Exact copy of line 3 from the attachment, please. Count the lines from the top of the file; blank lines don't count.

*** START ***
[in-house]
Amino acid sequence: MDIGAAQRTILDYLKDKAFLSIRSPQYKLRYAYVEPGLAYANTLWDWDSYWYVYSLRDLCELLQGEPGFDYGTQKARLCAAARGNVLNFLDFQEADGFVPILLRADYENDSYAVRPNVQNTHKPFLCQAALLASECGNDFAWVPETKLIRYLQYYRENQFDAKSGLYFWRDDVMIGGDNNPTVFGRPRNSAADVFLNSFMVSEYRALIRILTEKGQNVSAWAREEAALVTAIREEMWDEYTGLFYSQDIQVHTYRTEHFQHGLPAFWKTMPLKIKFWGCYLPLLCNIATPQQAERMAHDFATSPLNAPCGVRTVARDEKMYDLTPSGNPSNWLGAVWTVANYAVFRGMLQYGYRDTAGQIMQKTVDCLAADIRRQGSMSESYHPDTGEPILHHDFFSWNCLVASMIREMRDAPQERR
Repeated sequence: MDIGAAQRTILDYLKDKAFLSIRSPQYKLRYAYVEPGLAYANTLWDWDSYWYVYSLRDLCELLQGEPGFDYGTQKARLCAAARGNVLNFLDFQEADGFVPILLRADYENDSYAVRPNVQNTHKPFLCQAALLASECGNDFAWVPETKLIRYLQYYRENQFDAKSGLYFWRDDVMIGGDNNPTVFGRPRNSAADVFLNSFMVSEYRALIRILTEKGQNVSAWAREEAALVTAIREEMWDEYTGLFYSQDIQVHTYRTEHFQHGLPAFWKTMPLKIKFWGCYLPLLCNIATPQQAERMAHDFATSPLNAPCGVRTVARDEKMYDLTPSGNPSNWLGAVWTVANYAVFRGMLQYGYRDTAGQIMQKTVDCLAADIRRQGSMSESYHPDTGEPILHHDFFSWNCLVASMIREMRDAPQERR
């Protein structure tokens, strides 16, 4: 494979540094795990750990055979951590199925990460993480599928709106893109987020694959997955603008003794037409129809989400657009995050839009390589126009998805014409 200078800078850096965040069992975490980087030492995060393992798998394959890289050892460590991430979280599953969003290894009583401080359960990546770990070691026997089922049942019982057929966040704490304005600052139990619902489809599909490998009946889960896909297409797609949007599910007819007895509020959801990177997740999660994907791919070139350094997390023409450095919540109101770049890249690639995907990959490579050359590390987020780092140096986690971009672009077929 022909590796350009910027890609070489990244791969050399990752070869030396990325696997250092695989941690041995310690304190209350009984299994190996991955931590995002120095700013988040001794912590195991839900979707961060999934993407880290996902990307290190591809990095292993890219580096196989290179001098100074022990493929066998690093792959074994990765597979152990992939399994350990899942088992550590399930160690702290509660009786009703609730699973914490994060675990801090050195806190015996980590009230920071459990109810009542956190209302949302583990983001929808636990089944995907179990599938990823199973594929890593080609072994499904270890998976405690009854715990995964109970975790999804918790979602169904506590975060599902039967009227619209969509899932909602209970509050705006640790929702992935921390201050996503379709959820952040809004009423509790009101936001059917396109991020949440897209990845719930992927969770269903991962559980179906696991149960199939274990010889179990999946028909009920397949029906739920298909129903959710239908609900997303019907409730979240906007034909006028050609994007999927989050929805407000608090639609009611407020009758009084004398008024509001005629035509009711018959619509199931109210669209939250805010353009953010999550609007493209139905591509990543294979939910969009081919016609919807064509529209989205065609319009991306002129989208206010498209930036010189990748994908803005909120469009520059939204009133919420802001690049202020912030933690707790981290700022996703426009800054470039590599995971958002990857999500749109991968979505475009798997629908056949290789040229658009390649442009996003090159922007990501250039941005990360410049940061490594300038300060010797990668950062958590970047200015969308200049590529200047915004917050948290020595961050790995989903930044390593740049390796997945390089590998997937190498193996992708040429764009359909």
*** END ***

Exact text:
Repeated sequence: MDIGAAQRTILDYLKDKAFLSIRSPQYKLRYAYVEPGLAYANTLWDWDSYWYVYSLRDLCELLQGEPGFDYGTQKARLCAAARGNVLNFLDFQEADGFVPILLRADYENDSYAVRPNVQNTHKPFLCQAALLASECGNDFAWVPETKLIRYLQYYRENQFDAKSGLYFWRDDVMIGGDNNPTVFGRPRNSAADVFLNSFMVSEYRALIRILTEKGQNVSAWAREEAALVTAIREEMWDEYTGLFYSQDIQVHTYRTEHFQHGLPAFWKTMPLKIKFWGCYLPLLCNIATPQQAERMAHDFATSPLNAPCGVRTVARDEKMYDLTPSGNPSNWLGAVWTVANYAVFRGMLQYGYRDTAGQIMQKTVDCLAADIRRQGSMSESYHPDTGEPILHHDFFSWNCLVASMIREMRDAPQERR